The End of Childhood Food Allergy: Is this the Future?

chinese medicine as a food allergy treatment

By Sabra Way

Imagine this. Three children ages 9-16 with such severe food allergies that one could not go to school, routine activities were curtailed and travelling was out of the question. All three children had experienced frequent anaphylactic reactions and their food allergy included inhaled and skin contact allergic reactions.  In a 2 year period, the children had between 30 and 400 allergic reactions with multiple epinephrine administrations and ER visits. Despite avoiding their food allergen, they continued to have reactions. In all cases, their food allergy was ruling their life, some could not attend school or participate in sports and doctors and allergists said there was nothing more to be done.

The children were treated in private practice by Dr. Xiu-Min Li. Dr. Li, who was trained in both Traditional Chinese Medicine (TCM) and Western medicine, also does research on use of herbal medicine for asthma and other immune diseases, as well as food allergies, at the Icahn School of Medicine at Mount Sinai in New York, and has published about 150 articles. All three children were placed on similar treatments, including two oral TCM herbal formulas, an herbal bath and herbal cream each day with some differences because TCM is highly individualized.  Acupressure and acupuncture were given at clinic visits. The case histories have now been published in a peer-reviewed journal.

The results were nothing other than miraculous!

All three children had a dramatic improvement in their food allergy reactions over the course of treatment. One child went from 30 anaphylactic reactions in 2 years requiring 34 epinephrine, 30 additional diphenhydramine doses and 10 emergency hospital admissions from her tree nut allergy to become allergy free after 12 months of treatment! She underwent an allergy challenge at 12 months and passed. Six months after the TCM food allergy treatment finished she continued to be allergy free and can now consume tree nuts freely. The other 2 children experienced similar results, but at the end of the study were not allergy free. However, they had an amazing reduction of reactions and could participate more in normal activities. In addition, all three children previously had chronic stomach discomfort that resolved after three months of treatment. Because of their extreme sensitivity and curtailed lifestyle, the children and their families adhered to the daily protocol with conviction, though such an involved therapy with daily tablets and topical applications for months and months is difficult to maintain.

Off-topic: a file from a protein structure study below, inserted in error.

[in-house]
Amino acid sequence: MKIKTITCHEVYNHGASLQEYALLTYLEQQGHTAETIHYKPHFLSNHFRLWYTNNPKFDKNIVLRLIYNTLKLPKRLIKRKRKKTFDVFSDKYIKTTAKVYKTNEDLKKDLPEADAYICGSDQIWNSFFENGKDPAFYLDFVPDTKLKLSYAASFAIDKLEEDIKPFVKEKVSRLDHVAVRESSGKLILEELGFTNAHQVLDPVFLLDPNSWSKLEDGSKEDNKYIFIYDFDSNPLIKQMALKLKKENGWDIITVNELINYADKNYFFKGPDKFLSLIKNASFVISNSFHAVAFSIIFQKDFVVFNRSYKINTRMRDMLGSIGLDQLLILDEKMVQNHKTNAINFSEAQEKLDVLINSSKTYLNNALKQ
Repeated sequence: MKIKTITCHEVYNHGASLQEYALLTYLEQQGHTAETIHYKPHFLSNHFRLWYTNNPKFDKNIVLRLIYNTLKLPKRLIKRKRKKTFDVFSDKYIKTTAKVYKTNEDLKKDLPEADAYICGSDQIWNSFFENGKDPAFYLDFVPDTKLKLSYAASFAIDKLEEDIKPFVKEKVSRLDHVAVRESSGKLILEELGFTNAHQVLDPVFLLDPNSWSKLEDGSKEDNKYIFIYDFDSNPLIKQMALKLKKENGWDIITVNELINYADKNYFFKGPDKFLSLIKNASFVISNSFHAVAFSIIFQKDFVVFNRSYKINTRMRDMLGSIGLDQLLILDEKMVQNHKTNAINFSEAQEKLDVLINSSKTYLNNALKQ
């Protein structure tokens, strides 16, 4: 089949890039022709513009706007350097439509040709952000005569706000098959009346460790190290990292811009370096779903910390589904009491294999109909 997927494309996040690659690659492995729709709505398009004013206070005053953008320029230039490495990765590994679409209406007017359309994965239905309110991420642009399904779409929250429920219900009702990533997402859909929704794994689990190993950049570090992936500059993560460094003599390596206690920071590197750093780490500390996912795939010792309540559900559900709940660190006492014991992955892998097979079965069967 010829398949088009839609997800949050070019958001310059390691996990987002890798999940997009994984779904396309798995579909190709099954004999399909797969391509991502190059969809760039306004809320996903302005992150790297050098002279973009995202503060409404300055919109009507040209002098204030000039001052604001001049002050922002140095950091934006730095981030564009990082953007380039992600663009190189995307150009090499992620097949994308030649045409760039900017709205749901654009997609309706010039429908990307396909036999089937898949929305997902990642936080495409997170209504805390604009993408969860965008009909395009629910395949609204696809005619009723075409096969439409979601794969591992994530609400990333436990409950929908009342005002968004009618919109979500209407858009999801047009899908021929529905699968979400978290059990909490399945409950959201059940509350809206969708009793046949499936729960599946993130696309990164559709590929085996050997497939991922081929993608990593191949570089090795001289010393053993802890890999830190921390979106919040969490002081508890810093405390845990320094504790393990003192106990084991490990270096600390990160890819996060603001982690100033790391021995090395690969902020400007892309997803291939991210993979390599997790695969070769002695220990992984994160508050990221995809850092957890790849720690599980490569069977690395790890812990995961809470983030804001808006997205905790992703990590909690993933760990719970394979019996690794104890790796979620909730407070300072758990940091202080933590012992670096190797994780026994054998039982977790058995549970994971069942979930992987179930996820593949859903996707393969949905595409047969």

This small case study may point the way to the end of food allergies in children. The lives of so many children and adults that face the daily challenges of food allergy avoidance would be markedly improved. If only every person with life threatening food allergies could have the same opportunity! You can help fund more food allergy research at Mount Sinai by lending your support to their fund-raising campaign found here.  Selena Bluntzer of the blog Amazing & Atopic and Susan Weissman of the food allergy book Feeding Eden: The Trials and Triumphs of a Food Allergy Family are driving the campaign along with the team at Mount Sinai and many others like you, hoping for a food allergy cure.

You can read the full published study here: Successful prevention of extremely frequent and severe food anaphylaxis in three children by combined traditional Chinese medicine therapy (Dr. Xiu-Min Li, Dec 2014)

We also recommend the book Food Allergies: Traditional Chinese Medicine, Western Science, and the Search for a Cure by Ehrlich, Henry (2014) Paperback,by Henry Ehrlich, which explains in more detail Dr. Xiu-Min Li’s extensive work to adapt ancient herbal medicines to cure modern diseases.



  1. Megan Katzenberg on January 20, 2015 at 10:47 am

    This is providing me with so much hope right now. I have been toying with the idea of seeing Dr. Li for about a month. Our main hurdles? Getting my severely allergic son on a cross country flight (ugh) and finding the money to spend on the monthly herbs.
    It’s so lovely to be offered hope for some healing instead of a life full of vigilant avoidance. Thanks for sharing!

  2. Kristin Beltaos on January 20, 2015 at 3:51 pm

    I’ve followed Dr. Li’s work since 2012, and find her work absolutely fascinating! Thanks for writing about it!

    • Jennifer Roberge on January 21, 2015 at 9:49 am

      Of course! I feel the same way. I cannot wait to see how this changes the future of food allergies.

  3. raibaker on January 21, 2015 at 5:42 am

    wow! this is really interesting thank you for sharing! gives hope 🙂

    • Jennifer Roberge on January 21, 2015 at 9:48 am

      You are very welcome. I find this study so exciting!

      • raibaker on January 22, 2015 at 10:18 am

        yes- I find it incredible! I saw a crowd funding request for some similar research recently and was dubious but this blows my scepticism outta the water! thanks again! x

  4. Henry Ehrlich on January 21, 2015 at 8:49 am

    Thank you for bringing this novel approach to your readers. The fact that the work rest on the shoulders of one person means that it gets short shrift in the news marketplace.

    • Jennifer Roberge on January 21, 2015 at 9:47 am

      I know. And that makes me sad. This seems to often be the case with more natural focused studies. If a big corp or pharm isn’t involved then the financial gain isn’t enough for most to consider aiding the project.

  5. Henry Ehrlich on January 21, 2015 at 5:31 pm

    You could also go to

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